Imagine the following scenario: you are sitting in front of your computer, managing your finances through online banking when you suddenly receive an email from the bank explaining that someone else is trying to log in under your name and that they need to authenticate your identity. The sender’s email address and story checks out, and so you provide your credentials and carry on. However, the next day you discover that all your savings are gone because you’ve been spoofed by a fake address.
The moral of this story is that after someone gets hold of your login data, there is nothing to stop them from exploiting your account; they even know how to circumvent a second authentication step as cyber criminals are more than capable of intercepting messages and emails, only to use them to empty your wallet or send malware. And even though this particular scenario seems a bit farfetched, many Bitcoin owners have lost their cryptocurrency due to similar scams.
Physical Authentication vs Digital Authentication
Security keys are hardware alternatives to digital authentication. These are slick thumb drives or key fobs with a button on them that does the identification for you. Online verification includes some form of SMS or email message that asks you to drop the login process and copy over a code or click on a link. In the case of a security key, it is plugged into your computer or wave it in front of an NFC-enabled smartphone and after the message pops up just press the button and voila, authentication is taken care of.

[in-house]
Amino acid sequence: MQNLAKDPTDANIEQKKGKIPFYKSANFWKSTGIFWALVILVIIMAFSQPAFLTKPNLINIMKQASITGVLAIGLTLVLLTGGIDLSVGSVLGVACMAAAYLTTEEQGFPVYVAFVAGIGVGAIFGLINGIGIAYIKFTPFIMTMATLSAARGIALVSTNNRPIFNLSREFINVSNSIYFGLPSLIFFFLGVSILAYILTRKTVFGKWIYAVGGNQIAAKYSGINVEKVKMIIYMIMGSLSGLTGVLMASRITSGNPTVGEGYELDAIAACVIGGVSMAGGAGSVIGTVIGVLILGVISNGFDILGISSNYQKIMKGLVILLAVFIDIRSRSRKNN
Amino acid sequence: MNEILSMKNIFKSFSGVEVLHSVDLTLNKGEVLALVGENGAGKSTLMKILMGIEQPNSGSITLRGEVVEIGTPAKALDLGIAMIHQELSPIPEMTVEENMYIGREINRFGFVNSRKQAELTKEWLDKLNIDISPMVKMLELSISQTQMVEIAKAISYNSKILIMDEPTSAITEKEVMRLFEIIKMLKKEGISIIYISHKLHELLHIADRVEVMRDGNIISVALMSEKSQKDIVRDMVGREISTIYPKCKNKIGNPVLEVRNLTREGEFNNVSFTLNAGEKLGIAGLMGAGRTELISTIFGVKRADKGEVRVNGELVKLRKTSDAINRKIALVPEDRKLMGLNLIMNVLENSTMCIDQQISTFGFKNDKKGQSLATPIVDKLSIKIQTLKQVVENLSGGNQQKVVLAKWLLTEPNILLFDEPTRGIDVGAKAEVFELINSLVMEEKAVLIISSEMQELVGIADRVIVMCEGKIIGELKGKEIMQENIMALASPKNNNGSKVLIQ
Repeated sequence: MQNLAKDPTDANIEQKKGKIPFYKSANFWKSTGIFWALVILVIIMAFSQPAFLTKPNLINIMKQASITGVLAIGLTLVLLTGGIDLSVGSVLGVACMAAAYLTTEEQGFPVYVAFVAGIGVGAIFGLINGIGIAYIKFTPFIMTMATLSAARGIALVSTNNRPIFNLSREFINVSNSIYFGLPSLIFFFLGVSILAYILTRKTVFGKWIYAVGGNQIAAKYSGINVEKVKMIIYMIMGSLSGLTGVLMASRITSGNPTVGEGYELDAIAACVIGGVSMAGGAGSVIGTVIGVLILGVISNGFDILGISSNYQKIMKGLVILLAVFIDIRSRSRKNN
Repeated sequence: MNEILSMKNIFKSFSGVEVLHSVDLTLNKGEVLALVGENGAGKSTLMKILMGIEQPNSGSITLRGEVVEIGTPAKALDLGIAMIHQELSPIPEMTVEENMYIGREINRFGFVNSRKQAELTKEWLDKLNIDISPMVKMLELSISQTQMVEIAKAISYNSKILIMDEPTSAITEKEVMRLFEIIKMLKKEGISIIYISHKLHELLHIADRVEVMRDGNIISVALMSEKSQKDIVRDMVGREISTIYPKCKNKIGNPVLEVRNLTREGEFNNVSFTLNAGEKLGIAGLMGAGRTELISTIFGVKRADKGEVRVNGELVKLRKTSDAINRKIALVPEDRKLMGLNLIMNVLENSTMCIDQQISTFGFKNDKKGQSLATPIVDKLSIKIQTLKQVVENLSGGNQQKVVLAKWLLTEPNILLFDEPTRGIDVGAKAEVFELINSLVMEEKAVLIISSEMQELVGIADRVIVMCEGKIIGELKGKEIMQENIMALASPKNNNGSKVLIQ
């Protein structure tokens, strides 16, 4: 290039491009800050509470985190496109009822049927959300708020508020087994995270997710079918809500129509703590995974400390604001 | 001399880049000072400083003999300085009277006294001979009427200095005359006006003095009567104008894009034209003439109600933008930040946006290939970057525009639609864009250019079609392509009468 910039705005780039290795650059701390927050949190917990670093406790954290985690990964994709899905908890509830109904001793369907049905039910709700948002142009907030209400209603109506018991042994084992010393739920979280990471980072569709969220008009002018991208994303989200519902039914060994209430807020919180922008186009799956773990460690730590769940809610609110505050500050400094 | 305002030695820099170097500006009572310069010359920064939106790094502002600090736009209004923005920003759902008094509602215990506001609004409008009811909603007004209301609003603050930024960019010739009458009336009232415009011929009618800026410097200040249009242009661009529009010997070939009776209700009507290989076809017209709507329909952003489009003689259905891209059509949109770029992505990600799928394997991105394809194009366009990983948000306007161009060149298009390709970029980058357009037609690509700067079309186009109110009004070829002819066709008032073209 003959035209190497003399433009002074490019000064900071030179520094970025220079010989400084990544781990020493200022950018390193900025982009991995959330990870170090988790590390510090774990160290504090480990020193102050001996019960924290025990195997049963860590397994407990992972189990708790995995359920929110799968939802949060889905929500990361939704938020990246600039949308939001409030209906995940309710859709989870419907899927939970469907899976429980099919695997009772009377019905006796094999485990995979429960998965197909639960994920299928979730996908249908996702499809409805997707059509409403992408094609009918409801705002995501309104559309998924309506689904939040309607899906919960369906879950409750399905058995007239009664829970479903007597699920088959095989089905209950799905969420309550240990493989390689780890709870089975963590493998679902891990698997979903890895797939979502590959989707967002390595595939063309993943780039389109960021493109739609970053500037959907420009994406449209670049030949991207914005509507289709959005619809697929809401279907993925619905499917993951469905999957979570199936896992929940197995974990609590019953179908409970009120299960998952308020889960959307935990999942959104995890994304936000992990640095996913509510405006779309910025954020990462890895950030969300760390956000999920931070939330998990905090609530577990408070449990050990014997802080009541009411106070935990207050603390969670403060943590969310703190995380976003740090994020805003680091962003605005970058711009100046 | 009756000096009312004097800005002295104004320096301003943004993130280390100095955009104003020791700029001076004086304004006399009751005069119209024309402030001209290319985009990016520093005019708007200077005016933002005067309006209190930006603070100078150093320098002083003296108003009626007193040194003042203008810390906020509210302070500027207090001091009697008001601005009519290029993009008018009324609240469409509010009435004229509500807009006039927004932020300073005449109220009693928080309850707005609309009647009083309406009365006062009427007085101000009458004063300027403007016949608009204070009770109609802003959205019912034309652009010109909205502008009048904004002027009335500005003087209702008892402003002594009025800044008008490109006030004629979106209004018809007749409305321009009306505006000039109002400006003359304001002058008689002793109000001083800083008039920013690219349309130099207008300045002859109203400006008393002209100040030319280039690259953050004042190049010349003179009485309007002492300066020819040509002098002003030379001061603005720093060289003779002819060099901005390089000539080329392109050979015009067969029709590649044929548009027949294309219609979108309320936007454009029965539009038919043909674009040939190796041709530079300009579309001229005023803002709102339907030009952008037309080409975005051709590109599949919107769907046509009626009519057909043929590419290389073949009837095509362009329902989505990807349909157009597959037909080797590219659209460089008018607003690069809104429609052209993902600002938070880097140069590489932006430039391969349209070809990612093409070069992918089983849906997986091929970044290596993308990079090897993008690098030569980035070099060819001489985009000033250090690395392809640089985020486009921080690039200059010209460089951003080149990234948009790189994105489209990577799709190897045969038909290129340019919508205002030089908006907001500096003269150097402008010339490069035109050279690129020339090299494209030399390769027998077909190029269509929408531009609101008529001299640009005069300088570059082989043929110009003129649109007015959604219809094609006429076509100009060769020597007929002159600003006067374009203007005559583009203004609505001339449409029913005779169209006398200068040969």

Security keys are not only faster and easier to use but also safer. It’s a serious blow to phishers since even if they do get their hands on your email address and password they still won’t be able to use them unless they also have the thumb drive key. In other words, this security hardware prevents people on the other side of the world from messing with your account. Of course, losing the key will potentially open up a security hole but it can be easily countered by denouncing the key like you would if you lost your credit card.
The Titan Security Key From Google
For some time the number one security key was YubiKey but the company has met with a fearsome competitor in the form of Google, who just released its own take on hardware-based authentication. The Titan Security Keys are available from the Google store and despite looking like any other product of its kind, there are a few clever features under the hood. Ordering Titan provides two different keys, a wireless key fob and an NFC-compatible USB drive, both of which are capable of interacting with desktop computers and touchscreen devices – which isn’t something that every YubiKey can do.
What makes Titan interesting is the addition of Google’s Advanced Protection Program. In order to use it you need to register both of your keys. In the next step the system logs you out from every device and service that uses your Google account. From that point, the only way to log in with that account is by using the physical key as a secondary authentication. In brief, Advanced Protection grants extremely tight security at the cost of a slight inconvenience.
Who Guards the Guardians?
Of course, the new technology isn’t without issues. Even though these devices prevent data phishing so long as the keys are in your possession, what happens if someone tampers with the hardware before it is are delivered to you and ultimately hiding a backdoor for future exploitation? The inherent danger of physical authentication was brought to light by Google when it was revealed that the company imports the devices from Feitan, a Chinese manufacturer.
Whether or not Google came up with its own patented idea and Feitan only produced it or the U.S. tech giant simply slapped its name on someone else’s product is still undetermined, but the irony of entrusting a country infamous for waging cyber espionage against the U.S. to manufacture a product to protect our data from being stolen has not eluded us.
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